- Snacks. Chips and nuts smell or taste stale when they're no longer fresh. Take corn chips: "People kind of know when that stuff has passed its peak, because they smell funky."
Unlike pantry food, meat, dairy, and produce have expiration dates that you probably shouldn't ignore. So, if something in your fridge is about to expire, cook it to help it last longer, Nash says: "I like to call it resetting the expiration date."
"Once something is open, like a jar of sauce, or meat, the clock is ticking. ... It's going to go bad. If you cook things that are on the cusp of spoiling and put them in a container in the fridge, it gives you a few extra days to eat them," he says.
Here are some ways Nash says he prolongs the life of his food.
- Throw it in quiche. "A quiche or a crepe is a great way to use leftovers. Get started with five eggs, throw in a bunch of stuff that you have leftover like olives, tomatoes, onions, or even leftover grilled chicken, and pour it into a pie shell and add some cheese, and bake it at 400 degrees for 30 minutes. That's pretty much all you have to do."
- Cut away mold. "If your cheese is moldy, cut away at the mold. If you're still wary, use the cheese in something you're going to cook, since heat will help get rid of the bacteria."
- Sauté fruits and veggies. "Let's say I have a bunch of apples that are about to go bad. I'll add a little butter and cinnamon and cook them down for a half an hour and now I'll have days to eat those apples. ... If I have peppers that are starting to go, I'll dice them up and saute them with some olive oil and put them back in the fridge and I'll be able to use them a week later."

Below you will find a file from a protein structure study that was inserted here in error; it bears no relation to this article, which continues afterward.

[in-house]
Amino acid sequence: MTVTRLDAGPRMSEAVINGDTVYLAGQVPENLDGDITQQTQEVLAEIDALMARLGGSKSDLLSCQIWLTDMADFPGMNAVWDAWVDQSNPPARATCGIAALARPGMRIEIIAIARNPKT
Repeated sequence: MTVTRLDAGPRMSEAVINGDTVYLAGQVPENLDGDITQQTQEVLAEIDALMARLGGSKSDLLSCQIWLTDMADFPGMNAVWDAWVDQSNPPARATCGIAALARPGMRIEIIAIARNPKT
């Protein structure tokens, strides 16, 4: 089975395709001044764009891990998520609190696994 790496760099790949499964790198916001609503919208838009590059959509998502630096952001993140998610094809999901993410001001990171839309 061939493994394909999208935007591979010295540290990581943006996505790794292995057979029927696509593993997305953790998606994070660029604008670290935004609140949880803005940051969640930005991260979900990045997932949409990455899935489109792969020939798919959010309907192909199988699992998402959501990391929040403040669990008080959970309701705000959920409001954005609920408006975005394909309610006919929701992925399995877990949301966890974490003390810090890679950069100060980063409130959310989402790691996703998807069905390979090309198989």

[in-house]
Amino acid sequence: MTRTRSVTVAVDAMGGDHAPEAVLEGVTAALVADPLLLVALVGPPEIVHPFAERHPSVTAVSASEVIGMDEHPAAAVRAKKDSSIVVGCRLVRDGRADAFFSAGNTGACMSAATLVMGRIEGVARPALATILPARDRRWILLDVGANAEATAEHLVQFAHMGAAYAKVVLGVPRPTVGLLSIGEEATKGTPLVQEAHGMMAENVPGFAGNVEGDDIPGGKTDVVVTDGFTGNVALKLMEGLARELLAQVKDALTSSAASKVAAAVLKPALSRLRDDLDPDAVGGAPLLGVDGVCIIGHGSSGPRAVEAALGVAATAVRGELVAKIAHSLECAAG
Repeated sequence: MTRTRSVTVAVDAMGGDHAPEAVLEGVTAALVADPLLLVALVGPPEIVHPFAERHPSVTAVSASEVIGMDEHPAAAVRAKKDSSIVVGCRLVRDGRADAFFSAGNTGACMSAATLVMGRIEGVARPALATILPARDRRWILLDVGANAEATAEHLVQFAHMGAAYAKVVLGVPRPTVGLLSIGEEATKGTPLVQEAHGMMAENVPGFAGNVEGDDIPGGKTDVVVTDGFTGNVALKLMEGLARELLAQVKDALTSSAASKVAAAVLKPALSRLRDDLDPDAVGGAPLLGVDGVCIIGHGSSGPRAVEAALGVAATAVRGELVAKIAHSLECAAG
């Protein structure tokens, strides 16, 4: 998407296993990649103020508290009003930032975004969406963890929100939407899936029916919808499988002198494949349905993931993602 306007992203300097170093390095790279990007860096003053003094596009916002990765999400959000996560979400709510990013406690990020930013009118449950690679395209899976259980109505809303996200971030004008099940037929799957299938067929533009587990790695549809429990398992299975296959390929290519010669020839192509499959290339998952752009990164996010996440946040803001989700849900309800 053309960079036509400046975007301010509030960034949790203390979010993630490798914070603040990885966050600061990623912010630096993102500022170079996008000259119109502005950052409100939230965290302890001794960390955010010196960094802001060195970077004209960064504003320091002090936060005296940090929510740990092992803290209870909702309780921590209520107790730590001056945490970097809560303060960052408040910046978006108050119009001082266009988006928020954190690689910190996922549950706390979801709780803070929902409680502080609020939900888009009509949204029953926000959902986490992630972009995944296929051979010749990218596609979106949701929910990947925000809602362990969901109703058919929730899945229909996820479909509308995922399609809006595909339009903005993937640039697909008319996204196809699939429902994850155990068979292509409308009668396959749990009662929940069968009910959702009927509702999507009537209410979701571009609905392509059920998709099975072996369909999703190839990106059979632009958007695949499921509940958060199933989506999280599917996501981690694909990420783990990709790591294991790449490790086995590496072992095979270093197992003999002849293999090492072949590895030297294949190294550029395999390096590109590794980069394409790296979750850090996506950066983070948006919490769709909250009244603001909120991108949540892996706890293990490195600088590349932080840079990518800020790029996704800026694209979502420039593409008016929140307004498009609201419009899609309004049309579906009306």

- Use acid. "If avocados are going to go bad, I'll cut them up, put them in a container, and squeeze some lemon or lime on them and I'll get a few more days to eat them because the acid keeps them fresh."
- Put meat in a sauce. If you have ground beef or chicken meat that's about to expire: "Cook it up with some tomato sauce and throw it back in the fridge. That will help it stay good for a few extra days since the acid in the tomatoes will help preserve it."
Since you'll have to limit your trips to the grocery store and be as efficient as possible while there to adhere to social distancing guidelines, be strategic, Nash says. "You have to be a planner. Get a lot of stuff at once and only come in when you're really out of everything."
Planning out your meals and organizing your shopping list by aisle can help make your trips to the store more efficient, which will not only help you stay safe but can help others as well. "You have to get what you need without putting other people's lives in harm's way and make use of what you have at home," Nash says.
One of the silver linings of being quarantined is the opportunity to get creative in the kitchen, Nash says. "Restaurants are closed, so people are cooking new things that they haven't cooked in a long time. They're really having to discover new recipes and cook their own meals."